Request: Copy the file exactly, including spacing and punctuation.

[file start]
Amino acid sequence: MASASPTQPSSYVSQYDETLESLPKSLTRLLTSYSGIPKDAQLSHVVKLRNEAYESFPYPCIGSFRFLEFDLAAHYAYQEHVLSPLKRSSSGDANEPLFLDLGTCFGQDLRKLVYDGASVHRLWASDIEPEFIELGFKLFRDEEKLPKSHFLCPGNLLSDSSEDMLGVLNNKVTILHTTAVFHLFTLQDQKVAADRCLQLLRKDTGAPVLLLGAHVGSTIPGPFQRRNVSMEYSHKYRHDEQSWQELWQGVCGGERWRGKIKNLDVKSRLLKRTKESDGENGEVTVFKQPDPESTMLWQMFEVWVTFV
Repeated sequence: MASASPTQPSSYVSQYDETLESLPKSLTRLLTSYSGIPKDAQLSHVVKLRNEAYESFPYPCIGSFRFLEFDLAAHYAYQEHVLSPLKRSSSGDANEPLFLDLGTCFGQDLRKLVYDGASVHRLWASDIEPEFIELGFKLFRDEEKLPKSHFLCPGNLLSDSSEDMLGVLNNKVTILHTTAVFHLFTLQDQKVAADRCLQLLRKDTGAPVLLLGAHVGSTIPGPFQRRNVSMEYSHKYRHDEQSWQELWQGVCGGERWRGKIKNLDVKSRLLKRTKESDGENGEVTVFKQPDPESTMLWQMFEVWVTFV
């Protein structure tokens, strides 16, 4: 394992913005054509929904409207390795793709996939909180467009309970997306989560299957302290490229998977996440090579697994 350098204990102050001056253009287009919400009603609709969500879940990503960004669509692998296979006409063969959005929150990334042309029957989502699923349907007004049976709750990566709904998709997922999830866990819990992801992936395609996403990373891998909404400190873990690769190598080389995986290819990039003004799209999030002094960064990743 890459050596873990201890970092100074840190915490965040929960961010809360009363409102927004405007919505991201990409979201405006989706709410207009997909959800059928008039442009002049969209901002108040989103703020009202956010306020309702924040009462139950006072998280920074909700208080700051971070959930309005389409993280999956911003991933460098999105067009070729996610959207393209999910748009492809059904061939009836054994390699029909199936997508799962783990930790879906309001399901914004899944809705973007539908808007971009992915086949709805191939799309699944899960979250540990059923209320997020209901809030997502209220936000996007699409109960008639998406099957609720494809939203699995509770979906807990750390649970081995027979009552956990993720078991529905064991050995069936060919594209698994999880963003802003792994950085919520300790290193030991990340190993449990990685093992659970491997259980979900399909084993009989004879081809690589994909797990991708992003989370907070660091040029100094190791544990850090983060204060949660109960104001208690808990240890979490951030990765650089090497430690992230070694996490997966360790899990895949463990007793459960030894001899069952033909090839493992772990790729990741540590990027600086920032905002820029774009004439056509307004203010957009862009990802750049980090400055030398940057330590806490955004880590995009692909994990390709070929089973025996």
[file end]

Amino acid sequence: MASASPTQPSSYVSQYDETLESLPKSLTRLLTSYSGIPKDAQLSHVVKLRNEAYESFPYPCIGSFRFLEFDLAAHYAYQEHVLSPLKRSSSGDANEPLFLDLGTCFGQDLRKLVYDGASVHRLWASDIEPEFIELGFKLFRDEEKLPKSHFLCPGNLLSDSSEDMLGVLNNKVTILHTTAVFHLFTLQDQKVAADRCLQLLRKDTGAPVLLLGAHVGSTIPGPFQRRNVSMEYSHKYRHDEQSWQELWQGVCGGERWRGKIKNLDVKSRLLKRTKESDGENGEVTVFKQPDPESTMLWQMFEVWVTFV
Repeated sequence: MASASPTQPSSYVSQYDETLESLPKSLTRLLTSYSGIPKDAQLSHVVKLRNEAYESFPYPCIGSFRFLEFDLAAHYAYQEHVLSPLKRSSSGDANEPLFLDLGTCFGQDLRKLVYDGASVHRLWASDIEPEFIELGFKLFRDEEKLPKSHFLCPGNLLSDSSEDMLGVLNNKVTILHTTAVFHLFTLQDQKVAADRCLQLLRKDTGAPVLLLGAHVGSTIPGPFQRRNVSMEYSHKYRHDEQSWQELWQGVCGGERWRGKIKNLDVKSRLLKRTKESDGENGEVTVFKQPDPESTMLWQMFEVWVTFV
């Protein structure tokens, strides 16, 4: 394992913005054509929904409207390795793709996939909180467009309970997306989560299957302290490229998977996440090579697994 350098204990102050001056253009287009919400009603609709969500879940990503960004669509692998296979006409063969959005929150990334042309029957989502699923349907007004049976709750990566709904998709997922999830866990819990992801992936395609996403990373891998909404400190873990690769190598080389995986290819990039003004799209999030002094960064990743 890459050596873990201890970092100074840190915490965040929960961010809360009363409102927004405007919505991201990409979201405006989706709410207009997909959800059928008039442009002049969209901002108040989103703020009202956010306020309702924040009462139950006072998280920074909700208080700051971070959930309005389409993280999956911003991933460098999105067009070729996610959207393209999910748009492809059904061939009836054994390699029909199936997508799962783990930790879906309001399901914004899944809705973007539908808007971009992915086949709805191939799309699944899960979250540990059923209320997020209901809030997502209220936000996007699409109960008639998406099957609720494809939203699995509770979906807990750390649970081995027979009552956990993720078991529905064991050995069936060919594209698994999880963003802003792994950085919520300790290193030991990340190993449990990685093992659970491997259980979900399909084993009989004879081809690589994909797990991708992003989370907070660091040029100094190791544990850090983060204060949660109960104001208690808990240890979490951030990765650089090497430690992230070694996490997966360790899990895949463990007793459960030894001899069952033909090839493992772990790729990741540590990027600086920032905002820029774009004439056509307004203010957009862009990802750049980090400055030398940057330590806490955004880590995009692909994990390709070929089973025996």